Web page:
Cardinal Track Club Donates $9,400 to Benefit Sexual Violence Prevention Education

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On April 30, the Cardinal Track Club presented the Orange County Rape Crisis Center and five other nonprofits with checks to support their work. Carrboro Mayor Lydia Lavelle (bottom right) acknowledged how valuable Cardinal Track Club’s contribution is both to the organizations and community of Carrboro

One in four girls and 1 in six boys will be sexually violated before they turn 18. As many as 93% of victims under the age of 18 know their abuser. That’s why prevention education to children is a critical part of the Orange County Rape Crisis Center’s work.  Our SafeTouch and StartStrong programs teach children how to recognize inappropriate behavior and react when someone makes them uncomfortable.  This work is primarily funded through donations, not grants. We could not do it without the support of donors and community partners like the Cardinal Track Club.

For the past 10 years, the Cardinal Track Club has been supporting our work. They host three races in Carrboro every year and donate the registration fees to our organization as well as five other community partners.  On April 30th, they presented the Center with a check for $9,400. This donation means 7,000 children in will receive sexual abuse prevention education in school across Greater Orange County.

The Orange County Rape Crisis Center Executive Director Rachel Valentine received the donation from the Cardinal Track Club and plans to use the donation to fund staff to provide prevention education trainings in schools.

Cardinal Track Club events are staples for runners of all skill levels in the Carrboro-Chapel Hill community thanks to their shorter distances (10-miles or less) and family-friendly atmosphere. As Carrboro is the  “Paris of the Pidemont,” the Cardinal Track Clubs races are collectively known as “Le Tour de Carrboro” and include the “Carrboro 10K” in October, the “Gallop and Gorge 8K” on Thanksgiving, and the “Four on the Fourth” race on July 4.  In addition to creating inclusive, memorable community experiences, the races help foster stronger and healthier community through the money they raise for nonprofits.

“I’m so glad the funds are being used for prevention programs in the schools. My kids attended the Chapel Hill/Carrboro City Schools and participated in those programs, so I know how valuable they are,” said Sandra Padden, Chair of the Cardinal Track Club. “A big part of the reason the club has chosen OCRCC as a community partner is that not only does the organization provide resources for survivors of sexual abuse but it also works to end sexual violence and its impact in our community.”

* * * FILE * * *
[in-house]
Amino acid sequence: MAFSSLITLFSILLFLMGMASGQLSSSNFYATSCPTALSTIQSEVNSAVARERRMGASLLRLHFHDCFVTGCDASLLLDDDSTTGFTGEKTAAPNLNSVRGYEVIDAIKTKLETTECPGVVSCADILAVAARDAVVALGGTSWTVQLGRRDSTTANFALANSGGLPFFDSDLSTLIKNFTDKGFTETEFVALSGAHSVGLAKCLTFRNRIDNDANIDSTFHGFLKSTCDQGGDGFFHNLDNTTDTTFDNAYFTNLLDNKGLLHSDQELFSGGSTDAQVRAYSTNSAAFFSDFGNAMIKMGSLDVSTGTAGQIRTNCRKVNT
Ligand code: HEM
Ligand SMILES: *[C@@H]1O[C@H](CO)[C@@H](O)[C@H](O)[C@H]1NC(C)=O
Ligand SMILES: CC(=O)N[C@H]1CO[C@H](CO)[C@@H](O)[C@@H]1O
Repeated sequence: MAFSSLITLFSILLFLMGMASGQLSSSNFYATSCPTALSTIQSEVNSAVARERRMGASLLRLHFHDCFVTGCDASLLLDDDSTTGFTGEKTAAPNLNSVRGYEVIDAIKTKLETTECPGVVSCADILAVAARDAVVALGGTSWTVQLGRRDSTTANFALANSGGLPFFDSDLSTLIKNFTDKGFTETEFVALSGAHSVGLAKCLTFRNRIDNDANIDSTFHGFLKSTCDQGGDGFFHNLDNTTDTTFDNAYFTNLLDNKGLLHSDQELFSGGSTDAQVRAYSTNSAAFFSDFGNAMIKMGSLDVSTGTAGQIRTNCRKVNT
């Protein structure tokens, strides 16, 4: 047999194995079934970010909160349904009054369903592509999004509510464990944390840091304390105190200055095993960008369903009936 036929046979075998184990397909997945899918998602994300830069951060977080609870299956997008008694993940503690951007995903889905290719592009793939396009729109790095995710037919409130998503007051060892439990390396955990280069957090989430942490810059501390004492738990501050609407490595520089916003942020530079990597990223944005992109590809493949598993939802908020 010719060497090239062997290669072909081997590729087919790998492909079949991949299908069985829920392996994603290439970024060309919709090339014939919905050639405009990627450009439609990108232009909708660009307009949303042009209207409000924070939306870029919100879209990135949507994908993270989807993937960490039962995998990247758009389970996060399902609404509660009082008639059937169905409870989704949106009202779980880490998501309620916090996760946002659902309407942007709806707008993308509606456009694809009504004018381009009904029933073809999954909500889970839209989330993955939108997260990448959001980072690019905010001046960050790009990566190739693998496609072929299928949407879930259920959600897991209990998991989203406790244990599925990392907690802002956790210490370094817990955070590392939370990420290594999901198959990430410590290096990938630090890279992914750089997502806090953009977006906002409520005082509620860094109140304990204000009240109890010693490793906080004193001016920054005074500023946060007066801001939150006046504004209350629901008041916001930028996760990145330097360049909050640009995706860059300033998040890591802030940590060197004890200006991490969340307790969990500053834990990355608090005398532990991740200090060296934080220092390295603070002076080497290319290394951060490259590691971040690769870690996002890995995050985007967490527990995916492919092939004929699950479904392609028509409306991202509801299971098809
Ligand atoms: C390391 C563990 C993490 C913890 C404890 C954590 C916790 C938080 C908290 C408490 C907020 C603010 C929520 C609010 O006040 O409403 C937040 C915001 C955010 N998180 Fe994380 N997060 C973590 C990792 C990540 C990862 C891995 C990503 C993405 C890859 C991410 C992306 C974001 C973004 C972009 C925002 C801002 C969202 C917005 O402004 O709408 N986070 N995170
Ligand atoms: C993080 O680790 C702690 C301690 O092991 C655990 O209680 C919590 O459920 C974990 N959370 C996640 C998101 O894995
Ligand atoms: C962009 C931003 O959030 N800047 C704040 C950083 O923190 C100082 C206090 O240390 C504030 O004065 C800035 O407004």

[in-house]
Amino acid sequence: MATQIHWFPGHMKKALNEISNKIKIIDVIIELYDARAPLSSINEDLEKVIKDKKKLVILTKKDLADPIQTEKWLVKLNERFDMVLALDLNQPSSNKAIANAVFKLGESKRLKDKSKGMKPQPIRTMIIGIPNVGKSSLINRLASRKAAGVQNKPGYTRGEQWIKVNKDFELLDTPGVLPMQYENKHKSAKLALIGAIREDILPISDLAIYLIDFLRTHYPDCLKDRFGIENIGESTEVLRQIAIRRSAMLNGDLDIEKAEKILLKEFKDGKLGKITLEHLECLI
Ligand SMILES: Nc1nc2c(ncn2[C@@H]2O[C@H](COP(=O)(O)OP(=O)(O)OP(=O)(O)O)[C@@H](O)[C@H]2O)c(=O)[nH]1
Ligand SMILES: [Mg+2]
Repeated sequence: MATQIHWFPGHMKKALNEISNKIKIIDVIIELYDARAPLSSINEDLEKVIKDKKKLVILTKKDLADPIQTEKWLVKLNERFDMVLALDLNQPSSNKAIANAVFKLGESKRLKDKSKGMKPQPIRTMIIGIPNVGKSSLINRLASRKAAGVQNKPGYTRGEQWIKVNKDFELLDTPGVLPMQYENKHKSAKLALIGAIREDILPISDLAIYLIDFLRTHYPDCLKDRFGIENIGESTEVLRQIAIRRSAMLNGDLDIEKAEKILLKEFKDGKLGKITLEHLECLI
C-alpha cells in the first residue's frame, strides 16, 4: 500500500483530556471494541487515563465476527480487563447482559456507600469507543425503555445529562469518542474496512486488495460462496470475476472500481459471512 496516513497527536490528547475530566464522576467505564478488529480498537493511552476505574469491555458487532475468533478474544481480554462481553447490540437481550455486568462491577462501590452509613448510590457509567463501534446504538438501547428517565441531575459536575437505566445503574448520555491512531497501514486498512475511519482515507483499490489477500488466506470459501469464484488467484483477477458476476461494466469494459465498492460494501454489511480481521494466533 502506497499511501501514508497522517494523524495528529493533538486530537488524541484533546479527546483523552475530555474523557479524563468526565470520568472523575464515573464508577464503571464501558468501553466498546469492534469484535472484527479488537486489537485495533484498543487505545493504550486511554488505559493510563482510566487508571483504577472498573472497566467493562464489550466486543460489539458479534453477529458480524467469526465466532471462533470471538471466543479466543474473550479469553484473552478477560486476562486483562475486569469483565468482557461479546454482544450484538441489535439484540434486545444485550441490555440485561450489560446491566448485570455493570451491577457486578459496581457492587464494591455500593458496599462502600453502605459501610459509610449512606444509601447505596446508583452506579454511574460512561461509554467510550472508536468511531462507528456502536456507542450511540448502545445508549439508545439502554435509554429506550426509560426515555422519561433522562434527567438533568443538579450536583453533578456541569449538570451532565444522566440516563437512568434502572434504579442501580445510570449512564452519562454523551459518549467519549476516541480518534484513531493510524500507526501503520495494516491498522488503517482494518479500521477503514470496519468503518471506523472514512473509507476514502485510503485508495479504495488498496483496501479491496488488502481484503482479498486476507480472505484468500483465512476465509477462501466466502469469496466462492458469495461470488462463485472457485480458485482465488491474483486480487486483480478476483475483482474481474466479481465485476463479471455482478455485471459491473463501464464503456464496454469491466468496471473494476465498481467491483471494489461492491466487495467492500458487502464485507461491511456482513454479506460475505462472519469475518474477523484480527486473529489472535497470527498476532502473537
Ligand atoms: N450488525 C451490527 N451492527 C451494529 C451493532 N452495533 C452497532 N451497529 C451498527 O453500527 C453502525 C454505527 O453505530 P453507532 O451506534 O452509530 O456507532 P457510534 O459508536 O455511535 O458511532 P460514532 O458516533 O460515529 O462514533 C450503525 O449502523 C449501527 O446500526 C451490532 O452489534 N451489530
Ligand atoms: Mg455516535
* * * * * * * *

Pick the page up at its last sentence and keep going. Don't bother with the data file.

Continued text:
To learn more about the Orange County Rape Crisis Center’s SafeTouch and StartStrong programs, click on the corresponding links.

Registration for the Cardinal Track Club’s  Four on the Fourth event is open on their website.

 

 

 


Purple Ribbon of Excellence

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purple-ribbon-of-excellenceWe are excited to announce that the Orange County Rape Crisis Center has been awarded the inaugural Purple Ribbon of Excellence! Presented by the Training and Education Committee of the North Carolina Domestic Violence Commission, the Purple Ribbon of Excellence recognized the Center’s efforts to prevent child sexual abuse through our community education programs.

Over the last thirty years, our Safe Touch program for children and our Start Strong program for teens have helped prevent child sexual abuse by teaching children and adolescents to identify inappropriate behavior, to develop an understanding of consent and healthy relationships, and to stand against sexual violence in their schools and communities. These programs are designed for continuous learning, which means that students in every public school in Orange County will receive Safe Touch (preK through 5th grade) or Start Strong (7th and 9th grade) programming year after year, so the skills and knowledge they gain are consistently reinforced and built upon. Conversations that start with learning your own bodily autonomy and boundaries eventually shift to how these ideas apply to treating and respecting others. Read more